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Lucas Mayfield, the Eighth Earl of Heightford, has devised an ingenious gentlemen's club where anonymity protects the reputations of all. But when a young courtesan appears far too innocent, his suspicions are raised . . . along with his interest. When her gleaming hair tumbles down, he recognizes the Duke of Chatterwood's beautiful daughter. Lucas has no idea how the lady managed to get in—or how she tempted him into an unforgettable kiss . . .
Liliah Durary is in a bind. Her father cruelly insists that she marry a man she does not love—who is, in fact, desperately in love with her best friend. She has no choice but to maintain a platonic marriage until some other arrangement can be made. Still, she's determined to experience pleasure before she is wed. An intriguing new club seems the perfect place—and Lucas Mayfield seems the perfect man for the arrangement she seeks . . .
“This Regency romp is a well-balanced mix of heat and sweetness.” —Publishers Weekly
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Lady Liliah Durary urged her mare, Penny, into a rapid gallop as she flew through Hyde Park. A proper lady should have a care about the strolling couples about the park. A proper lady should not ride at such breakneck speed. A proper lady should obey her father in all things.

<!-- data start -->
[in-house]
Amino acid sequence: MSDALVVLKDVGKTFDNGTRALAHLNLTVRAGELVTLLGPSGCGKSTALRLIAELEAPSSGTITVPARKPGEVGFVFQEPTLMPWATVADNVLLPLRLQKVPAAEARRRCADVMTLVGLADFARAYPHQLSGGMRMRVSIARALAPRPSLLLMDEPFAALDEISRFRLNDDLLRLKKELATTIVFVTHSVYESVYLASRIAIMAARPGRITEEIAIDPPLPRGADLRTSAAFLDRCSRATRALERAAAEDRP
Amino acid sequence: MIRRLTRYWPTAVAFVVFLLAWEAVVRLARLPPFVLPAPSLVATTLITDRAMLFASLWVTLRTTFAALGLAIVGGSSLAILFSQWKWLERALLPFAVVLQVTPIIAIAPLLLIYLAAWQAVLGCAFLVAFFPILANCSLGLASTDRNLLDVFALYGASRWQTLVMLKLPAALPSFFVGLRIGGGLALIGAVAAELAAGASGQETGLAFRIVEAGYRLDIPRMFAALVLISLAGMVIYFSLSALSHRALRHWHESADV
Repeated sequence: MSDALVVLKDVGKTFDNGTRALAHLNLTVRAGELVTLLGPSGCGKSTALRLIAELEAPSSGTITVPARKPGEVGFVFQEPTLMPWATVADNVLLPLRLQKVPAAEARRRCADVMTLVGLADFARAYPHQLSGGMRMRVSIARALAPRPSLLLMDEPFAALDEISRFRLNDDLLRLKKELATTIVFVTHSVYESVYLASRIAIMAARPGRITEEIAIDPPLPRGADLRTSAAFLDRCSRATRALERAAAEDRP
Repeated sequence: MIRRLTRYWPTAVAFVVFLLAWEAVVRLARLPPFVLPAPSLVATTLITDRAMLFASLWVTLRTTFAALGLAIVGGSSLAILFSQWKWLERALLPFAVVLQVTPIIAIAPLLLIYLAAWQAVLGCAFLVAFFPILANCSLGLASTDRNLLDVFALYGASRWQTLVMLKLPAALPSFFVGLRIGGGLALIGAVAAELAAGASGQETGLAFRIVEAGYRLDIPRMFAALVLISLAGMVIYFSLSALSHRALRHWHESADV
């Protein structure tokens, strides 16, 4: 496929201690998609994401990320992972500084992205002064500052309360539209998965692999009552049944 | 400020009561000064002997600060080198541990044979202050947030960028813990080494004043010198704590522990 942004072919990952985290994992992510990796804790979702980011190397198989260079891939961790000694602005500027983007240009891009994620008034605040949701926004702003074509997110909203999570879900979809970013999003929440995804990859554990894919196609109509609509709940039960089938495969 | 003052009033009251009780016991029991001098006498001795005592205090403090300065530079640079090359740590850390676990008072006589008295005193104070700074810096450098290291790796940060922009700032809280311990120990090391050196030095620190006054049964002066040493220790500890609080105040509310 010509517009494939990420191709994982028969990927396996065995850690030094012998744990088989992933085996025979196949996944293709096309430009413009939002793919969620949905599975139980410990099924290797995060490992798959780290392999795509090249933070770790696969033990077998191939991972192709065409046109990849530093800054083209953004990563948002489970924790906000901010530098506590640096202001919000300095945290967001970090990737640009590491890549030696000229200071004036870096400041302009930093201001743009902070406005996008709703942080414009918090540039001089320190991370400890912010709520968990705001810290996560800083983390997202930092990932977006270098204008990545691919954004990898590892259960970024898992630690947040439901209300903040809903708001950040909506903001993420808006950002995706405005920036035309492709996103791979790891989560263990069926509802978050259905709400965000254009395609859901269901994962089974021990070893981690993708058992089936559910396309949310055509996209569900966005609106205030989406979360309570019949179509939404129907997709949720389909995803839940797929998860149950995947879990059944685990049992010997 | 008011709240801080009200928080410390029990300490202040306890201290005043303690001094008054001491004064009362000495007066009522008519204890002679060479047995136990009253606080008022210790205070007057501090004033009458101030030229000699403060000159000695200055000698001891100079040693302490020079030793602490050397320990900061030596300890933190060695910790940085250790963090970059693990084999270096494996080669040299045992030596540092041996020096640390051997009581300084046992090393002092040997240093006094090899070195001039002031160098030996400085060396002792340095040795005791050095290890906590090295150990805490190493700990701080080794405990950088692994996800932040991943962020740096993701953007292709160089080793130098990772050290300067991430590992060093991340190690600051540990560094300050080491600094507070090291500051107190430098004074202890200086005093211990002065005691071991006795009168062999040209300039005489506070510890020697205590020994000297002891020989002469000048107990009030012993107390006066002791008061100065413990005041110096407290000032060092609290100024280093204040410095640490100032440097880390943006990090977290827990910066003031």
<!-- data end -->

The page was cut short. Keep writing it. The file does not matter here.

Liliah was not a proper lady.
And hell would have to freeze over before she'd ever even try.
Tears burned the corners of her eyes, blurring her vision as she urged Penny faster, not caring that she was in a miserable sidesaddle — or that her speed was indeed dangerous for her precarious position. She wanted to outrun her problems — rather, problem. Because aside from the one damning issue at hand, life was otherwise quite lovely.
Being the elder daughter of a duke had its distinct advantages.
Of course, it had its distinct disadvantages as well. Like your father demanding you marry your best friend.
Who so happened to be in love with your other best friend.
It was a miserable mess ... and she was caught in the middle of it all. If only her father would see reason! Yet asking such a thing was like expecting her mare to sprout wings and fly: impossible.